Scurvy Me Timbers

By Kelly Duffy, National Museum of the American Sailor Deputy Director

It’s that time of year again where we enter into the heart of winter. While many of us now wrap ourselves in warm blankets, eat soup with healthy vegetables, and grab any fruit imaginable off the grocery store shelf, sailors in the past were not always so lucky. Continue reading

Keep Them Fit To Fight: The Salvage of Pearl Harbor

By Tricia Runzel, National Museum of the American Sailor Curator

The attack on Pearl Harbor lasted just two hours, but the loss of life, supplies, and ships was staggering. When the smoke cleared, thirteen ships were in various stages of damage and seven ships, as well as a floating dry dock, were sinking or already sunk. Worse still, the attack had killed over 2,000 military personnel, including Navy, Army, and Marines. The human loss could never be repaired, but for a nation entering war, repair and reuse of the ships and materials was paramount. The question was, how? Continue reading

Dress Blues: George G. Koplos, Machinist’s Mate 3rd Class (CB)

By Samantha Belles, National Museum of the American Sailor Collections Manager

The National Museum of the American Sailor’s collections are comprised of numerous artifacts, each telling a unique story of an enlisted Sailor’s career. When taken together, these stories help illuminate just what it was like to be a Sailor in the United States Navy. In particular, uniforms play a key role in helping the museum tell the Navy’s history. Continue reading

Fire Control on Iowa-class Battleships

By Michael Frutig, National Museum of the American Sailor Intern

An Iowa-class battleship was the single most powerful ship ever built for the United States Navy, comprised of 45,000 tons of steel and equipped with the largest guns ever fitted to an American ship. Nine 16-inch guns sat in three-gun turrets; each barrel was capable of firing on its own. These guns could fire a shell that weighed either 1,900 (HE) or 2,700 (AP) pounds a distance of twenty-four miles. Continue reading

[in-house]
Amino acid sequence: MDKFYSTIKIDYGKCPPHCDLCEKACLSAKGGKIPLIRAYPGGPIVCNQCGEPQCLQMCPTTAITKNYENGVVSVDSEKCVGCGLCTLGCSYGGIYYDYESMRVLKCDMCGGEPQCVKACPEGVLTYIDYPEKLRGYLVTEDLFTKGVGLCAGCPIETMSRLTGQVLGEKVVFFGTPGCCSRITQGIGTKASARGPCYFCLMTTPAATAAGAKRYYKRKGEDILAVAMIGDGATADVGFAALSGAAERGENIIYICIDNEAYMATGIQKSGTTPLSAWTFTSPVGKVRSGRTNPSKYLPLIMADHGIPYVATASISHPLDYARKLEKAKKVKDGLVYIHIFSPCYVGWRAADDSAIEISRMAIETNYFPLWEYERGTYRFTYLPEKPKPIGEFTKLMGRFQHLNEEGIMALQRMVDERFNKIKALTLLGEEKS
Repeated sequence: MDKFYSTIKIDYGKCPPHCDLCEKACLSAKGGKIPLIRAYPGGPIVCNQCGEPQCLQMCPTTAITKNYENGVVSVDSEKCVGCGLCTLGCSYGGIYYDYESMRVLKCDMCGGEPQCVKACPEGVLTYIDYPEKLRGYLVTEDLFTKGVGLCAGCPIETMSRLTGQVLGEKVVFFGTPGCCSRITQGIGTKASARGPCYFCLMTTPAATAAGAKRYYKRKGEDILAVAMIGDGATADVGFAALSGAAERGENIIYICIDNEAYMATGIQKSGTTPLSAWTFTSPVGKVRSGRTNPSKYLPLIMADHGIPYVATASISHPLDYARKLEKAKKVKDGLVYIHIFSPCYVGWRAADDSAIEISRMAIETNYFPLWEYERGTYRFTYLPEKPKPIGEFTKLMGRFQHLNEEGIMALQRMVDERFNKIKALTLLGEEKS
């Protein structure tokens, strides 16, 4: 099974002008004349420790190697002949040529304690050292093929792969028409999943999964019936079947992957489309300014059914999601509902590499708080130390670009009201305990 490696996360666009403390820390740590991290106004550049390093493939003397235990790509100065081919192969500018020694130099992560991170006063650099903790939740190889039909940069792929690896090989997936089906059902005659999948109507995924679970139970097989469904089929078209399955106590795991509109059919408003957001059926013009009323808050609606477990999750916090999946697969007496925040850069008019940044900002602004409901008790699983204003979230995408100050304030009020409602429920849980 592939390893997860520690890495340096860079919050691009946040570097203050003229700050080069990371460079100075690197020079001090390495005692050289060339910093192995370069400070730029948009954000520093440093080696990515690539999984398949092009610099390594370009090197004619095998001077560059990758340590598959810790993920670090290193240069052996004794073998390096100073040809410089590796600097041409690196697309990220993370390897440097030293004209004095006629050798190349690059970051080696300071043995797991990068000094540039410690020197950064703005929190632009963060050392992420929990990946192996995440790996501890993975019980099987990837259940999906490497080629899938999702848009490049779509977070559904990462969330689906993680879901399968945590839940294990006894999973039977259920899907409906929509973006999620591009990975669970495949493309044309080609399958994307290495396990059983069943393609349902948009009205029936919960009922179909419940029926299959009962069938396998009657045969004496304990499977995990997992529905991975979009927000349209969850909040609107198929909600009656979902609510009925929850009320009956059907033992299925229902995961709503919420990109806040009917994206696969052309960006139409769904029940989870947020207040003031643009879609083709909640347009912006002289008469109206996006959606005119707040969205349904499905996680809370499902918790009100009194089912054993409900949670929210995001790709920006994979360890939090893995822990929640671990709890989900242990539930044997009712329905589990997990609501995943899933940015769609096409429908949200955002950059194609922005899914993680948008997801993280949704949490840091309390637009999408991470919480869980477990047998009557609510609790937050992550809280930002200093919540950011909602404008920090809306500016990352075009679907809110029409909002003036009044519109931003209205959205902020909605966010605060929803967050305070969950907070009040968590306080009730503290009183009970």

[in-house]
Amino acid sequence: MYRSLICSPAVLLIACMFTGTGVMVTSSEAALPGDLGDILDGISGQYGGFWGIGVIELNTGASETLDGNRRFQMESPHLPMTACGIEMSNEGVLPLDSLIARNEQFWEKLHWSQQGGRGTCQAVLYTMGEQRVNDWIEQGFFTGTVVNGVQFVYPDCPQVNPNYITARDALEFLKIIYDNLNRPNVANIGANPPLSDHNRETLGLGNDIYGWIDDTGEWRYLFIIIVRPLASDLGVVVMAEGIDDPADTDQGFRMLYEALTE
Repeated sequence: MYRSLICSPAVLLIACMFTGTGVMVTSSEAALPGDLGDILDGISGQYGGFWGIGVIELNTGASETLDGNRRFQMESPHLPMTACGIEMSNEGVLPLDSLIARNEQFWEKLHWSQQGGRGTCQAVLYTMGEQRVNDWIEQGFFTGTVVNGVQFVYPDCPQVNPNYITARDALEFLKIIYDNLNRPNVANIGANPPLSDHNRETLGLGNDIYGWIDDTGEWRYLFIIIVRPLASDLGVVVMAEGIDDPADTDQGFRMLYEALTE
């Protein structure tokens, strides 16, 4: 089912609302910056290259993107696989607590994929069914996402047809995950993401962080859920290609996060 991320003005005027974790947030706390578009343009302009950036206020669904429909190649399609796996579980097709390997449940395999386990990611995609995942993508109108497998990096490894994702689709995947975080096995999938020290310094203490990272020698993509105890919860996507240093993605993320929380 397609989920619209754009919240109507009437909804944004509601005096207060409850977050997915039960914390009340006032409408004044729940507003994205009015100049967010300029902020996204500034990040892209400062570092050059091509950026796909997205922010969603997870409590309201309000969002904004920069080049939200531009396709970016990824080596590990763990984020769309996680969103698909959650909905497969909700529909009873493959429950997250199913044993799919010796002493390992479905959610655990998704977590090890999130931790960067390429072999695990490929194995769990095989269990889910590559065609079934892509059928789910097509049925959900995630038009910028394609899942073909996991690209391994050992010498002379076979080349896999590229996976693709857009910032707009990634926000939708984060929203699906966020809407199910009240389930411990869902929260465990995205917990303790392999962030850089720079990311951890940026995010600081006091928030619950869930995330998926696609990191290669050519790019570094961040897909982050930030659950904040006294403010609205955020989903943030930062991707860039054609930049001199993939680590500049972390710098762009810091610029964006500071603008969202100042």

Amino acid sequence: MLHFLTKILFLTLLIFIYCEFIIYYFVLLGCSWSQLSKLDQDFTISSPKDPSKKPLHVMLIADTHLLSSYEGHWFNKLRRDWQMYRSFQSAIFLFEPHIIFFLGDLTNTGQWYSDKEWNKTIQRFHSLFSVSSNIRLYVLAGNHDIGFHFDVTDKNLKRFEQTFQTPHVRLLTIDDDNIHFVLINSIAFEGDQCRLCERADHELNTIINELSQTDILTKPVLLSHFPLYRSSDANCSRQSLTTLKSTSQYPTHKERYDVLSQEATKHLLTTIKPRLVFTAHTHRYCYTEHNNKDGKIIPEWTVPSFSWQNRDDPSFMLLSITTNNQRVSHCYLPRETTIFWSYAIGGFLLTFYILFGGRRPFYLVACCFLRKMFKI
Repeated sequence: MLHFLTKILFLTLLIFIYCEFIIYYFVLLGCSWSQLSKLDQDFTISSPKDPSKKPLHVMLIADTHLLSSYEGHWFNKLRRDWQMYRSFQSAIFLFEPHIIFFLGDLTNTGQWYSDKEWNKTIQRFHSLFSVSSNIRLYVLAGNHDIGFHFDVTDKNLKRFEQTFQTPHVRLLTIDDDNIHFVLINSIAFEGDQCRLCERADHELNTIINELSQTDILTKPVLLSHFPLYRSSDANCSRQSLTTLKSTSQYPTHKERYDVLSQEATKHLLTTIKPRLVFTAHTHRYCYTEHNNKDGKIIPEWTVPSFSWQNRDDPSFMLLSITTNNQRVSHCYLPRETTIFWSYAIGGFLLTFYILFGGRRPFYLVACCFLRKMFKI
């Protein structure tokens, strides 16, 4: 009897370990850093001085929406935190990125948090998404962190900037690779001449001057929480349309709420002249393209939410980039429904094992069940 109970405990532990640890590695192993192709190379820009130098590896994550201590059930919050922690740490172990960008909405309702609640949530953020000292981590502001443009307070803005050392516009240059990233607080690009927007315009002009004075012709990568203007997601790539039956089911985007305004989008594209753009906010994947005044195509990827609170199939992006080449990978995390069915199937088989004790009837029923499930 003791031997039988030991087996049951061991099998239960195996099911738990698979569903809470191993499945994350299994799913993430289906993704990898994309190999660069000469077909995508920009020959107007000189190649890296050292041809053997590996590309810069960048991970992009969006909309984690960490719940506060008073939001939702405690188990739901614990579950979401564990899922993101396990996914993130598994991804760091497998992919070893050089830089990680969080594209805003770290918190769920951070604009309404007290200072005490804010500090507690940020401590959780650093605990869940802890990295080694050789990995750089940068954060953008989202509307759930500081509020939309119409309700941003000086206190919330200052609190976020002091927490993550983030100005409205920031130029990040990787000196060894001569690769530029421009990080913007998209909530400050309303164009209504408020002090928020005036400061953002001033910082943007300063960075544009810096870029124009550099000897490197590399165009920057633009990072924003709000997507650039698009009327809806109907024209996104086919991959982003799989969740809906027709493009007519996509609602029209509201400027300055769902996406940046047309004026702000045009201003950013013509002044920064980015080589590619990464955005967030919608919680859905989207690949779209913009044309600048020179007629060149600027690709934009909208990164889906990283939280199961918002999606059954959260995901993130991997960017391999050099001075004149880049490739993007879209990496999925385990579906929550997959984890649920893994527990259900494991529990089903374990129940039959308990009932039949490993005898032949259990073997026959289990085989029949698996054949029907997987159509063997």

Baseball the Navy’s Goodwill Ambassador

By Dan Smaczny, National Museum of the American Sailor Contract Curator

For years the students at Merizo Martyrs School played baseball on a raggedy field in the village of Merizo, Guam. That changed when the NAVFAC Marianas Self-Help Seabees of U.S. Naval Base Guam volunteered their time to refurbish the George Leonard Charfauros Baseball Field in May 2016. Continue reading

Pigeons: Not Just Air Rats

By Kelly Duffy, National Museum of the American Sailor Contract Curator

Nicknamed “rats with wings,” pigeons are often viewed as a nuisance. Historically for the military, however, pigeons were much more than “air rats.” They save lives, are brave and are incredibly smart. They deliver important messages and fly great distances at fifty to ninety miles per hour. Continue reading

Dennis Nelson and his book, The Integration of the Negro into the U.S. Navy

By Justin Hall, National Museum of the American Sailor Contract Curator

As a member of the Golden Thirteen, the first African American sailors to undergo officer training at Great Lakes Naval Training Station (now Naval Station Great Lakes), Dennis Nelson broke down color barriers throughout his Naval career. While other members of the Golden Thirteen made accomplishments for equality in their post-Navy professional lives, Nelson was the only member of his officer class to serve a full career on active duty in the Navy. During his service, he challenged segregation and fought for equality in the Navy. Continue reading